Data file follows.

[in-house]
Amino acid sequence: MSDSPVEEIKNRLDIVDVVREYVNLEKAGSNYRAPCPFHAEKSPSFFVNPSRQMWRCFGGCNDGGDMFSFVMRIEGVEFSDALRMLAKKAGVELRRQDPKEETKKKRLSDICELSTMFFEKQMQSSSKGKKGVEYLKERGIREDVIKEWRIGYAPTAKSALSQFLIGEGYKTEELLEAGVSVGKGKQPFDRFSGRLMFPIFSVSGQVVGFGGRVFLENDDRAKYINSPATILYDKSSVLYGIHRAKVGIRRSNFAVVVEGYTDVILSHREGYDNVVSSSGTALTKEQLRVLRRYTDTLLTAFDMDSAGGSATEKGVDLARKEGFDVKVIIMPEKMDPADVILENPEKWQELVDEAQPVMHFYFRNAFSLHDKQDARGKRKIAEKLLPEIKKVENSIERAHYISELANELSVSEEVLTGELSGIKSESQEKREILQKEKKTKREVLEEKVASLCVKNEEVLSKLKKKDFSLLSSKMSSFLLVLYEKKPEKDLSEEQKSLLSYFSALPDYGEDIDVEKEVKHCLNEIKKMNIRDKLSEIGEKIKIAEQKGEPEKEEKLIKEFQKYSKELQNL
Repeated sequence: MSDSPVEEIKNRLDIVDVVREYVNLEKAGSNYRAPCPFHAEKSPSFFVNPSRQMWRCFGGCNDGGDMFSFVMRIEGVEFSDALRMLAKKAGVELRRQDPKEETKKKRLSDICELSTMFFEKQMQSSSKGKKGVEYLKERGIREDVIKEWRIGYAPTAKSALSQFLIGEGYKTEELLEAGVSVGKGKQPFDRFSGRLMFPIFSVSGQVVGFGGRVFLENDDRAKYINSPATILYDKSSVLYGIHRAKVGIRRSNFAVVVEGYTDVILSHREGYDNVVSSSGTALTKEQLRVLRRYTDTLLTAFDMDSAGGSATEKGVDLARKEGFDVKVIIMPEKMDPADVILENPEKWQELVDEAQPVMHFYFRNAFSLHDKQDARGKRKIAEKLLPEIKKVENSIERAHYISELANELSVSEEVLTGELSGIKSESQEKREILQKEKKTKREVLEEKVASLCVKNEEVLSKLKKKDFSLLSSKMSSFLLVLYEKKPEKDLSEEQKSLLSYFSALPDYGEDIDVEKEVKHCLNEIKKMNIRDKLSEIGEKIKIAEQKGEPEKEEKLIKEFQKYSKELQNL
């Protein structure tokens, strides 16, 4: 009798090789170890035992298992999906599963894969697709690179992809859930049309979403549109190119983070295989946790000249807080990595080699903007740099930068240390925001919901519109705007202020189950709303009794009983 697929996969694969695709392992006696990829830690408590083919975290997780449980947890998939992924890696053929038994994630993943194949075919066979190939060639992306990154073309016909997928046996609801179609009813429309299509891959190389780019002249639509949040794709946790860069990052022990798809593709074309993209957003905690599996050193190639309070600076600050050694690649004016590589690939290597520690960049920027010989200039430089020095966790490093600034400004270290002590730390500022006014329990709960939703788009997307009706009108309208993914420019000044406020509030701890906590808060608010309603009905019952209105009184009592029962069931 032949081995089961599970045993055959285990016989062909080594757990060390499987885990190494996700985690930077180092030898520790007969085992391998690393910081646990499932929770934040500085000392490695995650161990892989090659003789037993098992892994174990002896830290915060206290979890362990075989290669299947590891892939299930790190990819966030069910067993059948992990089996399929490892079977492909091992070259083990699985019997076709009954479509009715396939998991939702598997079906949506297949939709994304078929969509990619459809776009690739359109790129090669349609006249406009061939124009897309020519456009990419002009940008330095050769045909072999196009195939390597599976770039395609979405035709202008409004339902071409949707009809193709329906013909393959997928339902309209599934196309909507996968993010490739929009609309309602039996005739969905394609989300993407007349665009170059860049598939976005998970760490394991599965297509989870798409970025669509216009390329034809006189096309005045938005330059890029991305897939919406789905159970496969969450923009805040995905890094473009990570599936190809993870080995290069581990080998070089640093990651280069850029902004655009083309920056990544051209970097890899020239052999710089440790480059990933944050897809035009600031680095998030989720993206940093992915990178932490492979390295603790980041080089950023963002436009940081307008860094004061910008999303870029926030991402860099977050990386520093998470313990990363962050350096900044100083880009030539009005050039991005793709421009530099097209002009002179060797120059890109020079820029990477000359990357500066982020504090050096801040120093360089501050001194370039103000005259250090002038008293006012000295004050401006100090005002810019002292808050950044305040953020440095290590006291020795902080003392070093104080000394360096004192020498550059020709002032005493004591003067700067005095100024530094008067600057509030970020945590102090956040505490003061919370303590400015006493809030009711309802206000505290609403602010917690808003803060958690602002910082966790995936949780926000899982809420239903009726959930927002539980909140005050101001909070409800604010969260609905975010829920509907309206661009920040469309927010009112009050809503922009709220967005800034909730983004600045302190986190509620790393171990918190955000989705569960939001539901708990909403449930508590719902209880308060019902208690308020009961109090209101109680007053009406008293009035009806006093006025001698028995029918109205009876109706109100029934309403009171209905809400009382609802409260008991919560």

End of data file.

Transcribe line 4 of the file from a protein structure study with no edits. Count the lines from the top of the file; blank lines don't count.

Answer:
């Protein structure tokens, strides 16, 4: 009798090789170890035992298992999906599963894969697709690179992809859930049309979403549109190119983070295989946790000249807080990595080699903007740099930068240390925001919901519109705007202020189950709303009794009983 697929996969694969695709392992006696990829830690408590083919975290997780449980947890998939992924890696053929038994994630993943194949075919066979190939060639992306990154073309016909997928046996609801179609009813429309299509891959190389780019002249639509949040794709946790860069990052022990798809593709074309993209957003905690599996050193190639309070600076600050050694690649004016590589690939290597520690960049920027010989200039430089020095966790490093600034400004270290002590730390500022006014329990709960939703788009997307009706009108309208993914420019000044406020509030701890906590808060608010309603009905019952209105009184009592029962069931 032949081995089961599970045993055959285990016989062909080594757990060390499987885990190494996700985690930077180092030898520790007969085992391998690393910081646990499932929770934040500085000392490695995650161990892989090659003789037993098992892994174990002896830290915060206290979890362990075989290669299947590891892939299930790190990819966030069910067993059948992990089996399929490892079977492909091992070259083990699985019997076709009954479509009715396939998991939702598997079906949506297949939709994304078929969509990619459809776009690739359109790129090669349609006249406009061939124009897309020519456009990419002009940008330095050769045909072999196009195939390597599976770039395609979405035709202008409004339902071409949707009809193709329906013909393959997928339902309209599934196309909507996968993010490739929009609309309602039996005739969905394609989300993407007349665009170059860049598939976005998970760490394991599965297509989870798409970025669509216009390329034809006189096309005045938005330059890029991305897939919406789905159970496969969450923009805040995905890094473009990570599936190809993870080995290069581990080998070089640093990651280069850029902004655009083309920056990544051209970097890899020239052999710089440790480059990933944050897809035009600031680095998030989720993206940093992915990178932490492979390295603790980041080089950023963002436009940081307008860094004061910008999303870029926030991402860099977050990386520093998470313990990363962050350096900044100083880009030539009005050039991005793709421009530099097209002009002179060797120059890109020079820029990477000359990357500066982020504090050096801040120093360089501050001194370039103000005259250090002038008293006012000295004050401006100090005002810019002292808050950044305040953020440095290590006291020795902080003392070093104080000394360096004192020498550059020709002032005493004591003067700067005095100024530094008067600057509030970020945590102090956040505490003061919370303590400015006493809030009711309802206000505290609403602010917690808003803060958690602002910082966790995936949780926000899982809420239903009726959930927002539980909140005050101001909070409800604010969260609905975010829920509907309206661009920040469309927010009112009050809503922009709220967005800034909730983004600045302190986190509620790393171990918190955000989705569960939001539901708990909403449930508590719902209880308060019902208690308020009961109090209101109680007053009406008293009035009806006093006025001698028995029918109205009876109706109100029934309403009171209905809400009382609802409260008991919560």